Differences between Canadian and USA nursing?

  1. 2
    Considering working in both the USA *and* Canada.

    Plenty of threads out there about the requirements for licensing etc in each place. But how about the differences and similarities in scope of practice? I read on one of the licensure threads that Canadian nurses have a broader scope of practice, and a greater focus on preventative care.

    Really? Well, ya got me wildly curious.....how? What can Canadian nurses do that US ones can't and vice versa? Who spends more time on paperwork? What are the headaches of pt. advocacy/HR and which ones are different depending on side of the border????

    Looking for a few donations

    Thank you!:heartbeat
    lindarn and virgoupm like this.
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  3. 81 Comments so far...

  4. 1
    But doesn't roles within the US vary from state to state for nurses?

    At the end of the day they are 2 different countries who work totally different as healthcare is provided differently.
    lindarn likes this.
  5. 3
    I'm about to find out the difference, I just moved from Florida to Calgary, Alberta.
    loriangel14, lindarn, and LPNweezy like this.
  6. 3
    I think American nurses spend a lot more time on paperwork. Don't you guys have to charge your pts for everything you use, administer, etc?

    I also think Canadian nurses spend more time at the bedside. Most hospitals I've seen practise total pt care where the RPN or RN provides all the care - bed baths, toiletting, etc.
    Fiona59, Cinquefoil, and lindarn like this.
  7. 3
    Quote from Silverdragon102
    But doesn't roles within the US vary from state to state for nurses?
    It's true that each state regulates nursing separately/independently within its own borders, and has its own Nurse Practice Act, but, realistically, the scope of practice for generalist, "regular" RNs is pretty similar and the differences are hardly worth worrying about across the US. Everyone in the country pretty much agrees about what one can and can't do with an RN license. AFAIK, there are a few states where the scope of practice for LPNs is significantly broader than in most states, and it's in the realm of advanced practice nursing (NPs, CNMs, CNSs, and CRNAs) that you see the most variation among states.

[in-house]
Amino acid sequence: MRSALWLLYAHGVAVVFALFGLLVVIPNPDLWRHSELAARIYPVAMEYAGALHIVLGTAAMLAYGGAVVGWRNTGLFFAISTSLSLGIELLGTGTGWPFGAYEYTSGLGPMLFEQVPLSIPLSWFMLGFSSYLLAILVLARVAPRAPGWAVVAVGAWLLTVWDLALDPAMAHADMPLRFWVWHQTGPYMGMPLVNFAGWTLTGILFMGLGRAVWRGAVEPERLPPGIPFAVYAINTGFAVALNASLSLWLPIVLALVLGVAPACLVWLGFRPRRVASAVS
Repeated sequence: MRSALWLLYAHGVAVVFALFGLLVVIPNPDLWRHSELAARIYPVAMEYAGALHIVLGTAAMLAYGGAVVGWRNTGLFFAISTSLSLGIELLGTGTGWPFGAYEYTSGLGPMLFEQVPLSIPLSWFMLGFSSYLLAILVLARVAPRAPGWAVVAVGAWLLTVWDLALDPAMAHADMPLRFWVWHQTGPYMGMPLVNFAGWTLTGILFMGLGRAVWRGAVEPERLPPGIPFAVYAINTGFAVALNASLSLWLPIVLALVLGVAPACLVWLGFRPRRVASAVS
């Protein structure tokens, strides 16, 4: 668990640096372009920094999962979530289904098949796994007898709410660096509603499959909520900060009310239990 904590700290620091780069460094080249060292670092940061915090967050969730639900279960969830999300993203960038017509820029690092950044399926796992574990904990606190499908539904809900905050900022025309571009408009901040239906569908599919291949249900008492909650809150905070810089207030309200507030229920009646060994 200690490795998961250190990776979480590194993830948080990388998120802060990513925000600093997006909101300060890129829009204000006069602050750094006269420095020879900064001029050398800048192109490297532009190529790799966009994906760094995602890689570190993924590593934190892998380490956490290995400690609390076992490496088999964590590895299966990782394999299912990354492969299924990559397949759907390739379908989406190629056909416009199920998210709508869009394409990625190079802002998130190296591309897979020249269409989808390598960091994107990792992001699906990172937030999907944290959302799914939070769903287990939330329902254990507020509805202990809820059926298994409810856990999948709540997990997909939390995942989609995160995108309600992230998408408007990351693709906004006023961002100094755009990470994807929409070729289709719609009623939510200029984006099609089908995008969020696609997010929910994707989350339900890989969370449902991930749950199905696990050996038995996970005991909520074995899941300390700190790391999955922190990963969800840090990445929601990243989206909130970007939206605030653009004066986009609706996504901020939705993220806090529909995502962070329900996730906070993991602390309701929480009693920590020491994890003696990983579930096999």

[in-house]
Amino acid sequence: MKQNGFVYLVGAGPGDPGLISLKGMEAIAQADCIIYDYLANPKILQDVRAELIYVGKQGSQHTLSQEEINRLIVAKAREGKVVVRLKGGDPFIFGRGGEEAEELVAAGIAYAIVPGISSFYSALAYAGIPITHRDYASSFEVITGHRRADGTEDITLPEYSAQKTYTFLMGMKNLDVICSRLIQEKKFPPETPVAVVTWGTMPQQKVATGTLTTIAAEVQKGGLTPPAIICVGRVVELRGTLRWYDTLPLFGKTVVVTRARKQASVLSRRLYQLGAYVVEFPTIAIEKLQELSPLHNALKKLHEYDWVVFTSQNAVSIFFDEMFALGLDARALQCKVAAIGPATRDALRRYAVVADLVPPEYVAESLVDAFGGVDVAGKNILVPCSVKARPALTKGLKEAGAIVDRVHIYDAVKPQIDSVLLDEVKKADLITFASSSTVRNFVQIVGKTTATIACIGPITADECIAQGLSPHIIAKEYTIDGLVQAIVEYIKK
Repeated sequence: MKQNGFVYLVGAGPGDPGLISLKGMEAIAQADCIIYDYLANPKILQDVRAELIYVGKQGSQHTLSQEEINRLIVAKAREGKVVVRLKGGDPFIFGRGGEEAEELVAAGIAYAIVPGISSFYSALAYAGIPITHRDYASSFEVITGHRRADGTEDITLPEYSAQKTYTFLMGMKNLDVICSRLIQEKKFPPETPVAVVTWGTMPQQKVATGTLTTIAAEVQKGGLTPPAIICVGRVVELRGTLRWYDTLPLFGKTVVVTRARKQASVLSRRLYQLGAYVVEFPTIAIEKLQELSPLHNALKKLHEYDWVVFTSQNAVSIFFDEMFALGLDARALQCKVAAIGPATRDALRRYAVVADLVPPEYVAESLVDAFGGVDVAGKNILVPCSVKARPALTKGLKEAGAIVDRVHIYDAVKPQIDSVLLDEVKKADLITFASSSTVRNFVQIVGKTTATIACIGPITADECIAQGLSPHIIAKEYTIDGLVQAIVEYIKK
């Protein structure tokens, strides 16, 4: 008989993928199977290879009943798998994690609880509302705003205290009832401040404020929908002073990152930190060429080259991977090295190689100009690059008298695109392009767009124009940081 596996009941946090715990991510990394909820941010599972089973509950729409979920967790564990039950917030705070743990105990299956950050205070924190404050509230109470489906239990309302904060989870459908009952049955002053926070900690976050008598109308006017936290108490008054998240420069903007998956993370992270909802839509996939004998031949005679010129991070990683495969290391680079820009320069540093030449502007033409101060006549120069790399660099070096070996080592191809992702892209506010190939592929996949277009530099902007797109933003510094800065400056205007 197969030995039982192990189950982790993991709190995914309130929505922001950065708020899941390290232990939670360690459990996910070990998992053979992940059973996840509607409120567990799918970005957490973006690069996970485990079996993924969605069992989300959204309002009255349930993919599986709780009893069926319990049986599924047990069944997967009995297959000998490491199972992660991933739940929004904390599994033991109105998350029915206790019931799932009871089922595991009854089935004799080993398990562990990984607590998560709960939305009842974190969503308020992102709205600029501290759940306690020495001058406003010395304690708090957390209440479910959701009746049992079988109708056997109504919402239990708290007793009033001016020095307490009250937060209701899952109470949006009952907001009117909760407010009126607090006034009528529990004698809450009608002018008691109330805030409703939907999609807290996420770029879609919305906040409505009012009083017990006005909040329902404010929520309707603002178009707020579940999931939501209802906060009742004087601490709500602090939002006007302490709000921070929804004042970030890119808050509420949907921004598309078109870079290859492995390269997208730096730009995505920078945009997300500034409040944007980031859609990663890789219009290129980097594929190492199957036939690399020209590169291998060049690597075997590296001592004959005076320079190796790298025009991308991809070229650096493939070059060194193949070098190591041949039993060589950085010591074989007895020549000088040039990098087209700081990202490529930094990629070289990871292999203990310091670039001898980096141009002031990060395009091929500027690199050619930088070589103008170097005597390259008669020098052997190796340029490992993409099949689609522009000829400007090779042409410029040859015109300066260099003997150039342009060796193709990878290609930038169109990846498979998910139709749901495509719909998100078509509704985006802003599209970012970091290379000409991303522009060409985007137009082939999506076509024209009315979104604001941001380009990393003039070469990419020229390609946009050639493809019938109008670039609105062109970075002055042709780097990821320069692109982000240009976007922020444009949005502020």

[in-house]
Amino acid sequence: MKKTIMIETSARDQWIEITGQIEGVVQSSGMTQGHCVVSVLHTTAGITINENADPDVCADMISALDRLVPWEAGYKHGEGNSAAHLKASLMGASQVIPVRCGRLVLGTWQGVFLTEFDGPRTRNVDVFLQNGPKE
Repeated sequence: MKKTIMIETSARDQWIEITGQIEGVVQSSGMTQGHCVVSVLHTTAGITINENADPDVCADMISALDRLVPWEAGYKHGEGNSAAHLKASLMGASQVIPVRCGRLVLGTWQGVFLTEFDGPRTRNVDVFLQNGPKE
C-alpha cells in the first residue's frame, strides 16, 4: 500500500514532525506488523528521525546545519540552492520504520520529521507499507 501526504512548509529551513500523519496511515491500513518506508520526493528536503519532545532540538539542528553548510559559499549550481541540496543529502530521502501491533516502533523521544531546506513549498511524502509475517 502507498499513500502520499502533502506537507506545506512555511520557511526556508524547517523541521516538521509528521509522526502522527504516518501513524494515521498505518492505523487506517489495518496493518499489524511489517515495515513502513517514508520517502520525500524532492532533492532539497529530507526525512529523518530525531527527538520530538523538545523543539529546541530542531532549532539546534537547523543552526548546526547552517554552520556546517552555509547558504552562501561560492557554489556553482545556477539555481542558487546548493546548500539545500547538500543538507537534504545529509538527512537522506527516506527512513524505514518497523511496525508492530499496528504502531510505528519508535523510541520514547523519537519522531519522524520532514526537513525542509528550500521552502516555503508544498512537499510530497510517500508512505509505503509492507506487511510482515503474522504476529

Altra, p_hawk, and lindarn like this.
  8. 0
    Depends on where in the US and where in Canada.
  9. 0
    OK, granted, it depends where you are.

    I guess what I'm looking for are specific stories and examples from specific locations. Anyone?
  10. 7
    First, if you want to work in Acute Care, you have to wrap your head around joining a union. Get used to paid sick leave, paid vacation, specified paid days off (ie: family emergency) and getting a job by seniority not the fact that you had a relative vouch for you.

    Second, healthcare is funded by the government, so unless you work for a private, contracting agency you will be a government employee.

    Third, patients love the internet and KNOW more than you do because they googled it. I'm serious.

    Fourth, you'll work to full scope in whatever province issues you a practice permit.

    Fifth, our doctors and residents listen to us and value our opinions (at least in my health authority). One surgeon has been overheard telling his residents on more than one occaision "the floor nurses know their stuff, at this stage in YOUR career, listen to them, they know more than you do".

    Sixth, no matter how how you work, a patient or their relative will remind you "I pay your wages" and that "you are overpaid".
    pseudomonas, xtxrn, melsch, and 4 others like this.
  11. 2
    Quote from Pepper The Cat
    I think American nurses spend a lot more time on paperwork. Don't you guys have to charge your pts for everything you use, administer, etc?

    I also think Canadian nurses spend more time at the bedside. Most hospitals I've seen practise total pt care where the RPN or RN provides all the care - bed baths, toiletting, etc.
    I think this can also vary in the US. Where I work, none of my charting has to do with billing. The patient is billed a flat rate per day for the room that covers all general supplies. Pharmacy has a seperate charge that I don't have to deal with.

    And for the total patient care, I work in critical care, so we all do total patient care. It is harder work at times, but I prefer it this way.
    Otessa and Cinquefoil like this.
  12. 4
    One of the things Fiona mentioned pertains to the unions. Fortunately, Canadian nurses are paid reasonably well, in comparison to many of the US States. I have noticed some ridiculously low wages for some US nurses. Also, shifts are not arbitrarily cancelled. We may be required to float, though.
    qt_rn, Cinquefoil, loriangel14, and 1 other like this.


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